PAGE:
Kay is just like every other 19 year old. She’s just started at Sheffield Hallam University where she’s studying to be a nurse. She’s a sweet and feisty young woman who shouldn’t have a care in the world. Except she does. In May 2016, aged just 17, Kay was diagnosed with ALK positive non-small cell lung cancer.
“I was completely shocked by my diagnosis. I’d had a cough for over three weeks and was also experiencing breathlessness but lung cancer was the furthest thing from my mind.
I didn’t know very much about lung cancer; I thought there was just one type. I didn’t know how many different types of lung cancer there was. Why should I? I was too young to get such a disease so when I was told I had it, I was totally overwhelmed and everyone around me – my family, friends – were so shocked because of how young I was.
I also thought all cancers made you lose your hair. I didn’t realise that you would be able to keep it. That’s something to be grateful for. I’ve also learnt what happens to you depends on how your body reacts to treatment, it doesn’t matter what stage you’re at. It could be a really bad stage but you could react really well to treatment so you’ve got to keep positive.
Like most people with lung cancer, I’ve been asked if I smoke. Most people just presume I have so I’ve brought it on myself when it’s not really the case. It can happen to anyone and that’s why I wanted to share my story and join Roy Castle Lung Cancer Foundation’s #HeadHigh campaign to show anyone can get lung cancer and it needs to be a higher priority.”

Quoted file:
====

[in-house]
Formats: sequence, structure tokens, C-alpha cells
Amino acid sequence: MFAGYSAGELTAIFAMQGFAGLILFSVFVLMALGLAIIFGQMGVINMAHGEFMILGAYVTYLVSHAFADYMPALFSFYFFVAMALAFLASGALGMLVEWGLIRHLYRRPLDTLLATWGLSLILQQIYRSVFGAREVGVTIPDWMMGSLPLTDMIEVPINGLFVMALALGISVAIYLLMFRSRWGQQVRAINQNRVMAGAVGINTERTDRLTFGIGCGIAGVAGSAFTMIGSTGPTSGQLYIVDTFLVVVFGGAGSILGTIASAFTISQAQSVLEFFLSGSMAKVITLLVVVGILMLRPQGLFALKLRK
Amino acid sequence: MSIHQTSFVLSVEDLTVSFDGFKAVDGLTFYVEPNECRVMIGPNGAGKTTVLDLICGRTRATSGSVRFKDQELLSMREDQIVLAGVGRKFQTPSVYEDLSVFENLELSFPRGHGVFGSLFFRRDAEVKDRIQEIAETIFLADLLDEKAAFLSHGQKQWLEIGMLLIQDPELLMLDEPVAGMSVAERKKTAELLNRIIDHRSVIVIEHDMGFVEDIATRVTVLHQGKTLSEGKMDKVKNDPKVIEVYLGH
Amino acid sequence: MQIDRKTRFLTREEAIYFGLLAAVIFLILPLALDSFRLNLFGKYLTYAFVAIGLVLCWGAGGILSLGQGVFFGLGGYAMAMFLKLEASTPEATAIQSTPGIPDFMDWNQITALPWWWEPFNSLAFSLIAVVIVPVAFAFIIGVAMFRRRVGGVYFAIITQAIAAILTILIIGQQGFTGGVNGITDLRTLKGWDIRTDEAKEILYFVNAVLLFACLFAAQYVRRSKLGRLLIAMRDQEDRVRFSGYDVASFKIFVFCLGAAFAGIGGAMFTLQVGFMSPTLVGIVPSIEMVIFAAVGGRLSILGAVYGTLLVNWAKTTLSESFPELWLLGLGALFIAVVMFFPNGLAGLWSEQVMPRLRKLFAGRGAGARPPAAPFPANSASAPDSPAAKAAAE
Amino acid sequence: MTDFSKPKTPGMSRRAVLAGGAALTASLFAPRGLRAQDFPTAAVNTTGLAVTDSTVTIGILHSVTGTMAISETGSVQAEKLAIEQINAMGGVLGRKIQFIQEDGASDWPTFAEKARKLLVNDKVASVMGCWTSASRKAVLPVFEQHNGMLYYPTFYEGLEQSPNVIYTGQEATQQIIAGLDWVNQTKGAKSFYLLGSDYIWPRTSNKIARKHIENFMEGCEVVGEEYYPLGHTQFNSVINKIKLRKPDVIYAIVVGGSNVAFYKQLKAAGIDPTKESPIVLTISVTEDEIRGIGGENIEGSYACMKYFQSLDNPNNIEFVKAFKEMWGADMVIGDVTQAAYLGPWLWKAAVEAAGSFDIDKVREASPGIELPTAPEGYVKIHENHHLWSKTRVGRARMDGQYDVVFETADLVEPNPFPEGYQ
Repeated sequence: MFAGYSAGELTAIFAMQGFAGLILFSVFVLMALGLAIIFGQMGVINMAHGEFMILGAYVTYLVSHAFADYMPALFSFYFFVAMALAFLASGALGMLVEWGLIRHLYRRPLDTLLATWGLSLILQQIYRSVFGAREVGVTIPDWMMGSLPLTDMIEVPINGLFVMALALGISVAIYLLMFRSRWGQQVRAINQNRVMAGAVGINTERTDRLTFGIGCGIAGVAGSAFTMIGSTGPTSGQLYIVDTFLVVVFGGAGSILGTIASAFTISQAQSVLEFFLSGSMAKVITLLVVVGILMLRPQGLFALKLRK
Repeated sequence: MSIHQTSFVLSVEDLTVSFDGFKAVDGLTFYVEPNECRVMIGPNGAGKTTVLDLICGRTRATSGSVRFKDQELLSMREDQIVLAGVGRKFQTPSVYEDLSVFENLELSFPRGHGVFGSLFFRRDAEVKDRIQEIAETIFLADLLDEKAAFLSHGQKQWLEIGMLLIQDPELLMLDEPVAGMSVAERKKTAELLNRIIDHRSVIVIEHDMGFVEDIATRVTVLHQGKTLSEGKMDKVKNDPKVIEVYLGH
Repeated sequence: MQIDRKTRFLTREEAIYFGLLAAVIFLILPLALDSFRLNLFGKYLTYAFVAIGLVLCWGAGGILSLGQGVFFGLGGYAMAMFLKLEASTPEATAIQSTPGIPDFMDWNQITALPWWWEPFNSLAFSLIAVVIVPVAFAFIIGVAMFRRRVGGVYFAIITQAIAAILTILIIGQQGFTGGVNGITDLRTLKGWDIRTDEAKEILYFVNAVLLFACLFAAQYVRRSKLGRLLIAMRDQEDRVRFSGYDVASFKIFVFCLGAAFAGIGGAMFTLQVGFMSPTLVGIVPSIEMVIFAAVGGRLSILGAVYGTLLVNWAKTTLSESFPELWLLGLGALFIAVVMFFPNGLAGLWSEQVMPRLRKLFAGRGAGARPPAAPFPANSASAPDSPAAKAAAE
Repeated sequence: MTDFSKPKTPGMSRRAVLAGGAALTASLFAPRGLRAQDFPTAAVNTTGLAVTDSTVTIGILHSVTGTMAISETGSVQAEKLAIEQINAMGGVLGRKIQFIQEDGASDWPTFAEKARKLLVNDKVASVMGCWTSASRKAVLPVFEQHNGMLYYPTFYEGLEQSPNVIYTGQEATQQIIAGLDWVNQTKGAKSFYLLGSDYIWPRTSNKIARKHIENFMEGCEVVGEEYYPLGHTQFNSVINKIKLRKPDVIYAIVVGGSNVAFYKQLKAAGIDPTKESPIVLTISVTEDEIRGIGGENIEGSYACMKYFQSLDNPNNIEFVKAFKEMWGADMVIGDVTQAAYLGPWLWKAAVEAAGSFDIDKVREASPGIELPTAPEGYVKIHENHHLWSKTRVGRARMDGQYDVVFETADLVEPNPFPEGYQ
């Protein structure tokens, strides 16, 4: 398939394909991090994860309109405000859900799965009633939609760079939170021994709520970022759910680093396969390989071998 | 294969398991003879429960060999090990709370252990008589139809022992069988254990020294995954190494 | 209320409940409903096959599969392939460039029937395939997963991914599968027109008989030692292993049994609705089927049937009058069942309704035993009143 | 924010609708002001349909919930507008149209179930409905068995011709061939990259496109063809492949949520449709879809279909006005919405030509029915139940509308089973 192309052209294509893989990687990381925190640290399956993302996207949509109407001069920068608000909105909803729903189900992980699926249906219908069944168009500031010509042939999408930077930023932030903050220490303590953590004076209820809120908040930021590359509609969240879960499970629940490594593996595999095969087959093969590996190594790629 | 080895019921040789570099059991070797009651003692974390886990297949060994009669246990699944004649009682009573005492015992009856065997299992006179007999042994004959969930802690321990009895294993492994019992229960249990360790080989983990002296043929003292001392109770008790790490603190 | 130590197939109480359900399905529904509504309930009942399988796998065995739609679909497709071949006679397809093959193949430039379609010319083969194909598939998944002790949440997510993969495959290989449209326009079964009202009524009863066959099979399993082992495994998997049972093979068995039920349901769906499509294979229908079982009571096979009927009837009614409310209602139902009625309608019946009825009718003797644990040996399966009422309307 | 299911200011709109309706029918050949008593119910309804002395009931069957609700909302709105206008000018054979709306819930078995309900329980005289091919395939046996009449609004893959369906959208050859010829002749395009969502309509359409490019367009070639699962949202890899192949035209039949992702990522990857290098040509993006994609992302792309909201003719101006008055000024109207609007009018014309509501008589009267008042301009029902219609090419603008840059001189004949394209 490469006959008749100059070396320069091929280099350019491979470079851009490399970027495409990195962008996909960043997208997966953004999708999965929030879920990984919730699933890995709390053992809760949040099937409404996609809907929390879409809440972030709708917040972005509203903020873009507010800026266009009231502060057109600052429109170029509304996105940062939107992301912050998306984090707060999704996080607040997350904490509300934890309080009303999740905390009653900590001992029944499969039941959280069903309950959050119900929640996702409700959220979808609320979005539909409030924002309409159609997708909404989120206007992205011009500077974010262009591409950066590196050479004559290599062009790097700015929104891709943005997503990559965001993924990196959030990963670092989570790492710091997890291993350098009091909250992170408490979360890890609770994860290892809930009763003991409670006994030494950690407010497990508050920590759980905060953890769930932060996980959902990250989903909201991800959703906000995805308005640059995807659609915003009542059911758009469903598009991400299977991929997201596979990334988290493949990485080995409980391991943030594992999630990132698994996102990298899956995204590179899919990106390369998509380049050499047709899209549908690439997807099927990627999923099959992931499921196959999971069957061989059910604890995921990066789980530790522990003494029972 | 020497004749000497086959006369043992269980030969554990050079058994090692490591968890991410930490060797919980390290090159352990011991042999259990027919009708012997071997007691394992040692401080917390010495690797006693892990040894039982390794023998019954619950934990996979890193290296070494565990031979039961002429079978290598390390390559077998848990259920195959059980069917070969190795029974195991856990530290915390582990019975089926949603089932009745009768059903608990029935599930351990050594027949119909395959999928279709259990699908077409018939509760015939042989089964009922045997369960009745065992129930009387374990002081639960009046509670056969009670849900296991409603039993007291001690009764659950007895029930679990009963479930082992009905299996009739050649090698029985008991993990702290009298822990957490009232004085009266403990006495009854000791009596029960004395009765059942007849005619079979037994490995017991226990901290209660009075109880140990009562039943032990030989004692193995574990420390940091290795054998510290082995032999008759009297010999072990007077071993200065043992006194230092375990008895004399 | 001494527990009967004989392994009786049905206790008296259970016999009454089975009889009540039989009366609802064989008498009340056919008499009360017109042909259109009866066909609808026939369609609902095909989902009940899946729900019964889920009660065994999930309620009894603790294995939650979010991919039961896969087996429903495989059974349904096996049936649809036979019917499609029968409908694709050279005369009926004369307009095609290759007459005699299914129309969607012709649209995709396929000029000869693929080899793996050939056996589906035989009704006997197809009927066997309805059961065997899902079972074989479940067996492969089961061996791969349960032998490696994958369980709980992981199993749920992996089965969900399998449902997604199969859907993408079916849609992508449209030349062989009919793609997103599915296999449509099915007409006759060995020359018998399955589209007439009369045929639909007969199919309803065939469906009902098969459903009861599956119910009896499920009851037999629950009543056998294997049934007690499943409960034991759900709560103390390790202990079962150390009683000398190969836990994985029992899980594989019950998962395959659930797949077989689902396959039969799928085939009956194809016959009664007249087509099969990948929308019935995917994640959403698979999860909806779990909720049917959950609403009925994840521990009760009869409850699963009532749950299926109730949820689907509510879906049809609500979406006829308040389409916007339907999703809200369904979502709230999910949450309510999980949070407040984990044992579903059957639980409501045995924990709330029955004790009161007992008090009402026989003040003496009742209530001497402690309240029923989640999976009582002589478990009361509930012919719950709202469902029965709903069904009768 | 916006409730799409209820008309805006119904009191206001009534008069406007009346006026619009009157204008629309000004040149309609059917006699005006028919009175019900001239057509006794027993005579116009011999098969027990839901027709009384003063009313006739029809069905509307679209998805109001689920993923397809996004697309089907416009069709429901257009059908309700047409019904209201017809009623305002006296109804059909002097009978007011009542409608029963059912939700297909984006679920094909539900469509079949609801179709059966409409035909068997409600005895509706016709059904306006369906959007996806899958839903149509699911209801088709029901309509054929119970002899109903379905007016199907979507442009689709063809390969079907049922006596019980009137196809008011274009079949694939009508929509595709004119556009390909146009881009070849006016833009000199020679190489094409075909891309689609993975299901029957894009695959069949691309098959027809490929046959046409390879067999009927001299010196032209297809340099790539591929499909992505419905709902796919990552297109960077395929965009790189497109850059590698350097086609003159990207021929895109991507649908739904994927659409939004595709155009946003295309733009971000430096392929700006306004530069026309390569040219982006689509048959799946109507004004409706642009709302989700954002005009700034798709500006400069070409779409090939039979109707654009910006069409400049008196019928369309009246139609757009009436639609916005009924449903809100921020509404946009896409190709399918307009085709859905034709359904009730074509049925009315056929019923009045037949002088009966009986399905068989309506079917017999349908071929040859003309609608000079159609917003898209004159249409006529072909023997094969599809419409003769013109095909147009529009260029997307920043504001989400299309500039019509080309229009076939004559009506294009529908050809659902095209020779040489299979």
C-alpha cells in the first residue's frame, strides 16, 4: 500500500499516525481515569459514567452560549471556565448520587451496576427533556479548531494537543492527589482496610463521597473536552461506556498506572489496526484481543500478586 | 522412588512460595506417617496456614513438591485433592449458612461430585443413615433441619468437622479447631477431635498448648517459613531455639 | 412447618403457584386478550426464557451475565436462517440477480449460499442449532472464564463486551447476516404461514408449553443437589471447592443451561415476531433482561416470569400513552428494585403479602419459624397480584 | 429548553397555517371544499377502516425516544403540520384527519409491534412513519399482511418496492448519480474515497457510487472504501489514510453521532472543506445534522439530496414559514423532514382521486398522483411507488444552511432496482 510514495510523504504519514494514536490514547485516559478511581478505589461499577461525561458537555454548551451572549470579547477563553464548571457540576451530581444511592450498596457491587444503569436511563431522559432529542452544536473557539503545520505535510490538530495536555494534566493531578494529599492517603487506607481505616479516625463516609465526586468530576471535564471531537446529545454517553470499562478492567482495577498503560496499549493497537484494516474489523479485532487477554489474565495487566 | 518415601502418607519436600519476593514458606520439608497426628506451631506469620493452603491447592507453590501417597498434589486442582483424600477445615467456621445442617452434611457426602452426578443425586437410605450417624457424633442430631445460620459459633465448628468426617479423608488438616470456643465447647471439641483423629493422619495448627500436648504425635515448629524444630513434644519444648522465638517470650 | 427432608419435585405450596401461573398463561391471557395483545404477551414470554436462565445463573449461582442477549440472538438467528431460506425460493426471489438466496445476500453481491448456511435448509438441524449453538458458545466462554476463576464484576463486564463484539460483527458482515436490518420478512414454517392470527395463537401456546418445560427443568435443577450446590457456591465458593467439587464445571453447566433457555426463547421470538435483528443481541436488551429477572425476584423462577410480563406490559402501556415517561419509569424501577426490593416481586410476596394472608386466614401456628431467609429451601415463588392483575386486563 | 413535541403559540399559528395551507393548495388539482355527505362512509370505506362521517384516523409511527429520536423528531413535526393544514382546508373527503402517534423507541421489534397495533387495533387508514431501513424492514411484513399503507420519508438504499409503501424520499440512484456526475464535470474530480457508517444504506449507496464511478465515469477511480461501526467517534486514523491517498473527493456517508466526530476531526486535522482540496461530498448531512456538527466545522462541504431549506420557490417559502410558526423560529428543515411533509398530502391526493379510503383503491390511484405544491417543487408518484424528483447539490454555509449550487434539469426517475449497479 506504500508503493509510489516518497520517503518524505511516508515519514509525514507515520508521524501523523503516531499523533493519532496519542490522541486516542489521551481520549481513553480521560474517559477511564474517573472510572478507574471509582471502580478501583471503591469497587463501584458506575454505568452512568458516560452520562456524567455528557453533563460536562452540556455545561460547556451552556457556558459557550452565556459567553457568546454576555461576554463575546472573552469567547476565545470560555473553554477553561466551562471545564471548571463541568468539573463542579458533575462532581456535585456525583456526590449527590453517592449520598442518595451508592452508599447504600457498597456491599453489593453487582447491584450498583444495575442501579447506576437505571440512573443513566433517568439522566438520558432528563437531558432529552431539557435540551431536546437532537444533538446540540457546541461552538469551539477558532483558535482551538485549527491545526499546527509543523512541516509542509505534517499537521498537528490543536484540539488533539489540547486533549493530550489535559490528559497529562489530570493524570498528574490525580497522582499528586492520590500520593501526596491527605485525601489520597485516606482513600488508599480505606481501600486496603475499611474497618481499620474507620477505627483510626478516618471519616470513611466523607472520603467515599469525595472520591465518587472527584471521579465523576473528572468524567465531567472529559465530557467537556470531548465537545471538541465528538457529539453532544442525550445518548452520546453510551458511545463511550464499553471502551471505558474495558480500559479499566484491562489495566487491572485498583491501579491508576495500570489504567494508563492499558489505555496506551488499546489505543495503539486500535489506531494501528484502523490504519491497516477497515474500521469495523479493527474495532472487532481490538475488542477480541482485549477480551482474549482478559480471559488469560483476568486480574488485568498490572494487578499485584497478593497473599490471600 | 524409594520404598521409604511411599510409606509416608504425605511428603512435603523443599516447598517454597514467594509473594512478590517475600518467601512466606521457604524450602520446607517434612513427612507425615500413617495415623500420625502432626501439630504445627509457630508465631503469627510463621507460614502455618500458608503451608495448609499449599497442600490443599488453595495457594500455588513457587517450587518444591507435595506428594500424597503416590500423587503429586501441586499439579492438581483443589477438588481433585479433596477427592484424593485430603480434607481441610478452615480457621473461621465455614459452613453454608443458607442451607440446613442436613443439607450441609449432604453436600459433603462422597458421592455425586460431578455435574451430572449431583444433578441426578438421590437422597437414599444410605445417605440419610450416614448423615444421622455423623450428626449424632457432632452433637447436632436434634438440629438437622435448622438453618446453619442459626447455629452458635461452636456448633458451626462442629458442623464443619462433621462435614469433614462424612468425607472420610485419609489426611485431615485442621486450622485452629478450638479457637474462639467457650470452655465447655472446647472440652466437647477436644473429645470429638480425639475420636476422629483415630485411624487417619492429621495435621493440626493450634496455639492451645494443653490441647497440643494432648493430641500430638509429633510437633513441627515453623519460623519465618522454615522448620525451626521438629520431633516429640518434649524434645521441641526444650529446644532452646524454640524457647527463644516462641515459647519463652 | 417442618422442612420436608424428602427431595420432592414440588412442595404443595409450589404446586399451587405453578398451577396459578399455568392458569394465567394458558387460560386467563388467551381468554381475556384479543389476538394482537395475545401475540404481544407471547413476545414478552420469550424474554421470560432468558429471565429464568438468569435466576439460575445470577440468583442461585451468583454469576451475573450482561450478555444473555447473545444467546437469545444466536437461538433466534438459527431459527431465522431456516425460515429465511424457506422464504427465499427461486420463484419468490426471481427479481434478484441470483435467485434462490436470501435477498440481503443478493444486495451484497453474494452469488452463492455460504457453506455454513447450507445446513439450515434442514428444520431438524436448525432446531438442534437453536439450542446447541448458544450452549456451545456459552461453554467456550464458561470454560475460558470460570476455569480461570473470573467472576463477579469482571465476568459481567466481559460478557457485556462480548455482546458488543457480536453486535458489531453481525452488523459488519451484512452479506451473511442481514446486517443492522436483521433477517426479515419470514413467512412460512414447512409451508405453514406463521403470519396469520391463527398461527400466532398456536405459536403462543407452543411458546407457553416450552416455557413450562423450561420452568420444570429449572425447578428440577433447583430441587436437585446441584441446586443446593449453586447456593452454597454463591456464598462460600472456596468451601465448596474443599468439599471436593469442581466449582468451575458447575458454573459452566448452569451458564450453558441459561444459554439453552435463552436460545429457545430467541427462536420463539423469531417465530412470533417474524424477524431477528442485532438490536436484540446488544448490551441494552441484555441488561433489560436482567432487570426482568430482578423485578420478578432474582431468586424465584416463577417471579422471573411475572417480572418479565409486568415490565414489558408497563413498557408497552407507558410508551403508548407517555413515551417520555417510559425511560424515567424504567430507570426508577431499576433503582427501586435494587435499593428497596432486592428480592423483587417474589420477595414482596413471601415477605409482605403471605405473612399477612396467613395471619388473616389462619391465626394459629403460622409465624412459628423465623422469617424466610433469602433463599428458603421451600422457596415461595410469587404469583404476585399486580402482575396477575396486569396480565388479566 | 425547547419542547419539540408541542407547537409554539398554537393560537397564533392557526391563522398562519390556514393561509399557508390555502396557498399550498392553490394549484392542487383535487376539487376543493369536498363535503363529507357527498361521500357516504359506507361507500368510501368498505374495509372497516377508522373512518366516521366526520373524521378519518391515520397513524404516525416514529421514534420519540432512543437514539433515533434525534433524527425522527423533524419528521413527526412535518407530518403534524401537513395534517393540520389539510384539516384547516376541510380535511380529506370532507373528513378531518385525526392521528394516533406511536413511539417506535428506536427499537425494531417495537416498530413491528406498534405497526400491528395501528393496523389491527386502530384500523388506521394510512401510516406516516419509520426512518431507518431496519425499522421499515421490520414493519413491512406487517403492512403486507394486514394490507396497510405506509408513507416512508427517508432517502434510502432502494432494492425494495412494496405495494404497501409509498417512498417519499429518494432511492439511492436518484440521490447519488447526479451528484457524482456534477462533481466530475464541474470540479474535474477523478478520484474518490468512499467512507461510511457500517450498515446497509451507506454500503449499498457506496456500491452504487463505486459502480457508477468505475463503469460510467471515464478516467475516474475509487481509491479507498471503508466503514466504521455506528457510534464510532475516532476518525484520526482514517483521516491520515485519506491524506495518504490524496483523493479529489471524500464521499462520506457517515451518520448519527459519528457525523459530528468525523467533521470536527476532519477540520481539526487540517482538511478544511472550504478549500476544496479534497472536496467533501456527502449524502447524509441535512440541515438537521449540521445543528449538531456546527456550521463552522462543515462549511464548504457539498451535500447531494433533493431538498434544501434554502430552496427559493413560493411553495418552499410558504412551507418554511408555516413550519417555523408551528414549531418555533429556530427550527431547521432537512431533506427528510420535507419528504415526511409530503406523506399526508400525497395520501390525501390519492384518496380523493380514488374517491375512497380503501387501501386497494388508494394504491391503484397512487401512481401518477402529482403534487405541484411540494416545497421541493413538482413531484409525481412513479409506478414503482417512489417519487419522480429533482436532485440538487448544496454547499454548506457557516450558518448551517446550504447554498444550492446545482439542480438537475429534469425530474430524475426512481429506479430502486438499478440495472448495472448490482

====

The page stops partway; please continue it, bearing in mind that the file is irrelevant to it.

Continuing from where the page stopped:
Kay’s mum, Aileen, is unsurprisingly incredibly proud of her daughter:
“Kay is the inspiration. She has held us together. Looking at her has given us the strength to keep going.”
When asked, what needs to change about lung cancer and improve survival rates, Aileen was quick to answer:
“It’s all about education. It’s all about raising awareness to the fact that lung cancer can affect any body, of any age. It doesn’t take any prisoners.Aileen knows anyone can be affected by lung cancer.
“Kay is doing ok at the minute. She is on a daily targeted chemotherapy tablet which has minimal effect on her life at the moment and hardly any side effects. She is at university. She can go out partying. She can do what every 19 year old should be doing and that is her right. But, one day, this drug is going to stop working and we don’t know what will happen when it does.
“This disease is affecting more females, more non smokers worldwide so we have to find out why these drugs stop working. We need to have the funding to answer these questions. It is affecting a large chunk of people who are of value to the community. They deserve the research, they deserve the funding, they deserve a long and happy life. Kay deserves a long and happy life.”